Babb: The reason I keep doing it is because I don't even know who lives next door to me, but I know everybody out there [in the garage]. I don't have an enemy out there ... not one. I've had a lot of fun.
Q: How did you first become involved in racing?
Babb: We had a Saturday night show at home called Princess Anne Speedway, and I started attending. Pretty soon, I built me an old car and was running jalopies. My first wife talked me into quitting, but when I quit, NASCAR had started coming into that area. They asked me if I wanted a job, and I've been doing something with them ever since.
Q: When was your first race with NASCAR? Babb: 1948, I believe. I'm not exactly sure. The first race I remember working was Hillsboro [N.C.] Speedway. It was a mile, high-banked dirt track. Man, that was some race track.
I'll never forget ... [NASCAR founder] Bill [France] Sr. was working the tower, and I had just bought two of these little ol' cheap walkie-talkie radios, the first radios I ever saw around racing. I put one in the tower and put one in the pace car. When Bill Sr. called the pace car, the guy in the pace car had gone to sleep.
Bill Sr. said, 'This damn thing ain't no good,' and he threw it out of the tower. I said, 'Wait a minute, sir. That's my radio.' He said, 'Don't worry about it. I'll pay you for it.' And he did. That's one of the first races I remember working.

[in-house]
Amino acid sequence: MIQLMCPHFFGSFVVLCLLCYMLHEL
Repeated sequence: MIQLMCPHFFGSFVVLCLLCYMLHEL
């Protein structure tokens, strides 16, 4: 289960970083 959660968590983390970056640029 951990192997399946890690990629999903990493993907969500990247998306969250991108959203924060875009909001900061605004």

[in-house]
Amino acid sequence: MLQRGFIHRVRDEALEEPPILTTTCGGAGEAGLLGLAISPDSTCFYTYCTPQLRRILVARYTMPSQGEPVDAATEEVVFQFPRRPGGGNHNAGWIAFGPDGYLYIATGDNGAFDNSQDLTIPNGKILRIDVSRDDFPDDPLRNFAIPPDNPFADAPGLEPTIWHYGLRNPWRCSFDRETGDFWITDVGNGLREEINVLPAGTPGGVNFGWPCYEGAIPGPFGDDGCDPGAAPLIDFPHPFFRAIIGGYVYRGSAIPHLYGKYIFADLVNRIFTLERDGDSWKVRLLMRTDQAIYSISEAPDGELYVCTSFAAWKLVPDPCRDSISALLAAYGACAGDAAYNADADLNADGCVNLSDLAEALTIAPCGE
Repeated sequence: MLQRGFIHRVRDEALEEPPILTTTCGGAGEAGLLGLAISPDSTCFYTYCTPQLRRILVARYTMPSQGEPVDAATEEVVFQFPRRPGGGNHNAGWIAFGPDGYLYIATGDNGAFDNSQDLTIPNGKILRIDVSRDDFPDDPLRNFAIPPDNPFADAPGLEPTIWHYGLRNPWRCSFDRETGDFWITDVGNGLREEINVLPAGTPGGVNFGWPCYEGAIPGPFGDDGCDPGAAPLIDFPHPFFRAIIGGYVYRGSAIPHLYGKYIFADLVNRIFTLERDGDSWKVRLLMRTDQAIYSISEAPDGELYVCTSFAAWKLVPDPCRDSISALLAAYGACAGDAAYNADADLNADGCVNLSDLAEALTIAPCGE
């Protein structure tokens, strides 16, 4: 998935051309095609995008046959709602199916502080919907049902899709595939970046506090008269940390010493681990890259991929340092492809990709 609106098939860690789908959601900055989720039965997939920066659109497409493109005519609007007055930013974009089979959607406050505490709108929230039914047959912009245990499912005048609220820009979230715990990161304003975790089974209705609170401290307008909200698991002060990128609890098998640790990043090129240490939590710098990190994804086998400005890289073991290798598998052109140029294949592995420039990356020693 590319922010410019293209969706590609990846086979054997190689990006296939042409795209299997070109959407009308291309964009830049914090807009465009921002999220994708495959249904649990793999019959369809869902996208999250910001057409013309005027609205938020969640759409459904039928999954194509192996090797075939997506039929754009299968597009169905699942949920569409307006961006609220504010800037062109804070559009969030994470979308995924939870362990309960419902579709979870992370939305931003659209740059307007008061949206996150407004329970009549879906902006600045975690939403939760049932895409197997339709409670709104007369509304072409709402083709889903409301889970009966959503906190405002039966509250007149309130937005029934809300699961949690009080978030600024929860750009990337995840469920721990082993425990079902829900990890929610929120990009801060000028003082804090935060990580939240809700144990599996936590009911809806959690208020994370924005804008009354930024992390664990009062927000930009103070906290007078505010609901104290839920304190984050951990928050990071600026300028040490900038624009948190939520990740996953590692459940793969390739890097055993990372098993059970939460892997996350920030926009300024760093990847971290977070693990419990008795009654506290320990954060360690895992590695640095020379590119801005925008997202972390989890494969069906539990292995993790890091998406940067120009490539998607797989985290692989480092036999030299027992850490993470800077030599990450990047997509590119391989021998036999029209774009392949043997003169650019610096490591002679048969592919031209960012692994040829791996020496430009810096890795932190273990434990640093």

Q: Who are some of the characters you've known in racing?
Babb: Jim Hunter ... he's my best buddy. It would be hard to pick out one. Junie Donlavey, he was one of the characters of racing and one of the greatest men I ever knew. I remember him before he came to Winston Cup ... or Grand National ... racing. He used to come down to the track that I operated that was called Chinese Corner Speedway. That's a track that [Joe] Weatherly and [Paul] Sawyer promoted.
Q: What's your best Tommy Ellis story? Virginia native Ellis was the 1988 NASCAR Busch Series champion, and was widely known for his fiery temper.
Babb: Tommy Ellis used to come to my house on Friday night with the other teams, and we had parties. Saturday night, I'd have to fine Tommy Ellis. There was no other way, but to fine him, because he'd done wrecked somebody. But he'd be right back to my house on the next Friday night. He would tell you right today I was the best friend he ever had in racing, because if I got one of [the competitors involved in an altercation], I got them both.
He and Sonny Hutchens used to get into it every week. I wore Len Cooper [then the executive director of NASCAR] out. Every week, I'd get Sonny Hutchens and Tommy Ellis. I had to drive to Richmond, Len would have to fly to Richmond and we'd have to meet in the hotel and hold court on them right there every Monday morning because of something they'd done that weekend.
Q: How would you describe your management style?
Babb: I don't think you're going to find anybody that'll say I wasn't fair, or tried to be. If I got one, I got them both. A fight isn't one-sided. It takes two people to fight. My wife proved that to me.
I take drivers and talk to them, tell them to keep their nose clean, what they should do. I don't try to tell them how to drive a race car, because that's not my job. I just try to tell them how to conduct themselves, what's right for them, what's wrong for them.
Q: What would your schedule be like, running a local track and working with divisions higher up the NASCAR ladder?